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Avatar universal
CocoPure babeee.....  Yahoo, I ALWAYS knew that my chocolate was going to be good for me and now I have the science to prove it!  Yeehaw!!  

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Avatar universal
yippie....yahooooooooooooooooooooo !!!!
1 square is not enough ...no one can eat just one !
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250084 tn?1303307435
Well hello Mikesimon! Last I was here for a bit you were MIA for awhile. Good to see you!
And your news is even better! As I am a chocolate addict for yrs, no other sweets, just chocolate. Nothing covered, no nuts, fruits, candies, just the hard stuff, straight chocolate.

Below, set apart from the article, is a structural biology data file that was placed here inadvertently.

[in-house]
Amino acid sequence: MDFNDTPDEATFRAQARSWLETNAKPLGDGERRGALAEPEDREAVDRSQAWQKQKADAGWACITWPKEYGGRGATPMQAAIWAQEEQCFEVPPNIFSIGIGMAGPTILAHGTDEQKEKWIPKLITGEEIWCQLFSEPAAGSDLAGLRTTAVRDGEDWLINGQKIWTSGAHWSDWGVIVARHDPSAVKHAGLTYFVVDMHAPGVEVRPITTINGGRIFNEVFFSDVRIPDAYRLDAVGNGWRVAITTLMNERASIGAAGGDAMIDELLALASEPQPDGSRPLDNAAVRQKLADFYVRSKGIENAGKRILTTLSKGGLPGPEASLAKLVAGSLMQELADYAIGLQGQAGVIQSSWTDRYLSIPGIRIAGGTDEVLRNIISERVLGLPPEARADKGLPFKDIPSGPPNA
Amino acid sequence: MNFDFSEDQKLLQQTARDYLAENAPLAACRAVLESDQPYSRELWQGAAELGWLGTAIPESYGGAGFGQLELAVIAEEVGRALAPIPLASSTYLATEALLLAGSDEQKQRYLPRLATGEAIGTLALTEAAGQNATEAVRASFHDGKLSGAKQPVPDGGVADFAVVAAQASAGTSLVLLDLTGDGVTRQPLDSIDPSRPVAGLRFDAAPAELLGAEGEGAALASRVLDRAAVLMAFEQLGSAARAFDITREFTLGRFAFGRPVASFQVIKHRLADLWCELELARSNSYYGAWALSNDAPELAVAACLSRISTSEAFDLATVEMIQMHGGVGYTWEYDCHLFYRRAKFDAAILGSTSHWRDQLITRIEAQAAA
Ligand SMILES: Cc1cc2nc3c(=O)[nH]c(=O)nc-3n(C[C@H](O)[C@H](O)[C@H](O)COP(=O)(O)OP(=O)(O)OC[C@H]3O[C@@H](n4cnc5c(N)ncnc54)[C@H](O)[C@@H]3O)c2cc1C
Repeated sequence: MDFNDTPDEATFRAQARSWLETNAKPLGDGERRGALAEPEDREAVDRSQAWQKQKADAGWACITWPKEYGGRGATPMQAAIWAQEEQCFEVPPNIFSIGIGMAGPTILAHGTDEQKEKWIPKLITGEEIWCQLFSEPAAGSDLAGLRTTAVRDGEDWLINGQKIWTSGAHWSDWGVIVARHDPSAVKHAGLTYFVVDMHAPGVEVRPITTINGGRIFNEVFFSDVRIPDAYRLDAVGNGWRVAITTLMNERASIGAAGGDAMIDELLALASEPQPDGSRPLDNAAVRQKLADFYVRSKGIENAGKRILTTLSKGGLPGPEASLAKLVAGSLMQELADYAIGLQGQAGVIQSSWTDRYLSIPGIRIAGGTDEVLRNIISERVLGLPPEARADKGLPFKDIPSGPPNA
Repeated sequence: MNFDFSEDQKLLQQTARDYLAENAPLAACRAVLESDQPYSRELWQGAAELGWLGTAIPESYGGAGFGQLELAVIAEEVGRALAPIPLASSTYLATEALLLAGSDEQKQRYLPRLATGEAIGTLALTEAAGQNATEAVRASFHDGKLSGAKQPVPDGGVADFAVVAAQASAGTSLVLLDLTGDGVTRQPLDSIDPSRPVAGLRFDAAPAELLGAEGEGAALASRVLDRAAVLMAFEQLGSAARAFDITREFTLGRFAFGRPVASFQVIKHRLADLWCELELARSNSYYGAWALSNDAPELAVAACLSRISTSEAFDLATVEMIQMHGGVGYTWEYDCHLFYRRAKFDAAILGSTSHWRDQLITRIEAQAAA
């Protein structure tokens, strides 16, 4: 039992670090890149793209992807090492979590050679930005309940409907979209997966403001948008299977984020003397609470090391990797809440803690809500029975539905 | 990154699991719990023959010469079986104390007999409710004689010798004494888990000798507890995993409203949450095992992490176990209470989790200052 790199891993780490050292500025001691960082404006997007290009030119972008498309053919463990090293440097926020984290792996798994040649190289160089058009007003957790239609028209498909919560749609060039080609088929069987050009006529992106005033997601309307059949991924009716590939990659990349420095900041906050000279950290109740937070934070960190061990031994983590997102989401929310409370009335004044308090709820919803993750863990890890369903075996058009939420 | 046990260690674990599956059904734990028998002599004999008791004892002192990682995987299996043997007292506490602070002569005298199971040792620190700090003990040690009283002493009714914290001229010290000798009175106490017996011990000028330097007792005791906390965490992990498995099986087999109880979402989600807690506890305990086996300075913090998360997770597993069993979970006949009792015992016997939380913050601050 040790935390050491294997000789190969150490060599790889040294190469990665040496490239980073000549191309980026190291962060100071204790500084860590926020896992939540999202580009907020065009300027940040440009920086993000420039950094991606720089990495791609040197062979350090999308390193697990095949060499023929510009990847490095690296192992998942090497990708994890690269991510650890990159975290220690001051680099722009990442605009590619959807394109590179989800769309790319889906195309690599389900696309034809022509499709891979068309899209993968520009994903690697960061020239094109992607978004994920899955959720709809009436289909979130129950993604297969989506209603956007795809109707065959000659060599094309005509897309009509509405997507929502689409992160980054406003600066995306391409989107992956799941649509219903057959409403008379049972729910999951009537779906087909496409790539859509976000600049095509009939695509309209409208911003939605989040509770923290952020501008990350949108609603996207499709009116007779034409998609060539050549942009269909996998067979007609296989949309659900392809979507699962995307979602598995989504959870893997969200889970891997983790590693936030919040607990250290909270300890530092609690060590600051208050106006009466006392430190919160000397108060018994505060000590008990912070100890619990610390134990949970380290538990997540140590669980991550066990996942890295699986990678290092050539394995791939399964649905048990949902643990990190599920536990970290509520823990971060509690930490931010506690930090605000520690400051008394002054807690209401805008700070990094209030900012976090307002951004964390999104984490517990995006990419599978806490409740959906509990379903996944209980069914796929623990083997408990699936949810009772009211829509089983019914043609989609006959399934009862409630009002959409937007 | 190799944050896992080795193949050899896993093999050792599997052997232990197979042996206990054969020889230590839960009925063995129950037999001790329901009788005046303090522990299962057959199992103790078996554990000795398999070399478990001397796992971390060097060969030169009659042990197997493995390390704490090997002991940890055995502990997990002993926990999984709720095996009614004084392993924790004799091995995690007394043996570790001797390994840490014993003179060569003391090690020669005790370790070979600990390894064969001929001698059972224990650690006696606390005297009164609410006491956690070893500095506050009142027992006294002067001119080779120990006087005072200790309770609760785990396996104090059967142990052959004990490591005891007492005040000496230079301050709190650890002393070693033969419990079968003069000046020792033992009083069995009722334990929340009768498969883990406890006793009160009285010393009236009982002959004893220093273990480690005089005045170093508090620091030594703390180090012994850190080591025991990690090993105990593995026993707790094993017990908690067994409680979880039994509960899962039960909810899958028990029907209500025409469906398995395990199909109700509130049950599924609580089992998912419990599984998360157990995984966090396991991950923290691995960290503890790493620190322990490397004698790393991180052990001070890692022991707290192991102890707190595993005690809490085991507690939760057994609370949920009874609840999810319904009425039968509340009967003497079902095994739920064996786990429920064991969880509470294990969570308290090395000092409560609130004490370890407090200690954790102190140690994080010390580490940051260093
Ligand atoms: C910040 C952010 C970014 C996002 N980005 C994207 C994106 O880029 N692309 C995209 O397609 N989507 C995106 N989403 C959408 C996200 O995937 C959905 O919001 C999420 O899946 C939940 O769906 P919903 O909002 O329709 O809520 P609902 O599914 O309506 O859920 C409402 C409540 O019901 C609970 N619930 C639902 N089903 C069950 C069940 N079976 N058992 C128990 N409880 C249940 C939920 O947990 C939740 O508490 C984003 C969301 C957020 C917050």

My BP has always run low too.

I'm in on this one!

Ladies.....I am lost on the chocolate 'peeps'? I saw the peep show pic, I know what peeps are, what the heck do you mean 'peeps' are for guys and 'peens are for girls? (now using my imagination I have come up with an idea??)

Yahhh chocolate! Too bad I've gained 10 lbs and put it away for awhile!
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250084 tn?1303307435
And what the heck do these new stars by our names mean, lol ????
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Avatar universal
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476246 tn?1418870914
Hmmm... chocolate covered peens, now that sounds interesting.
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Avatar universal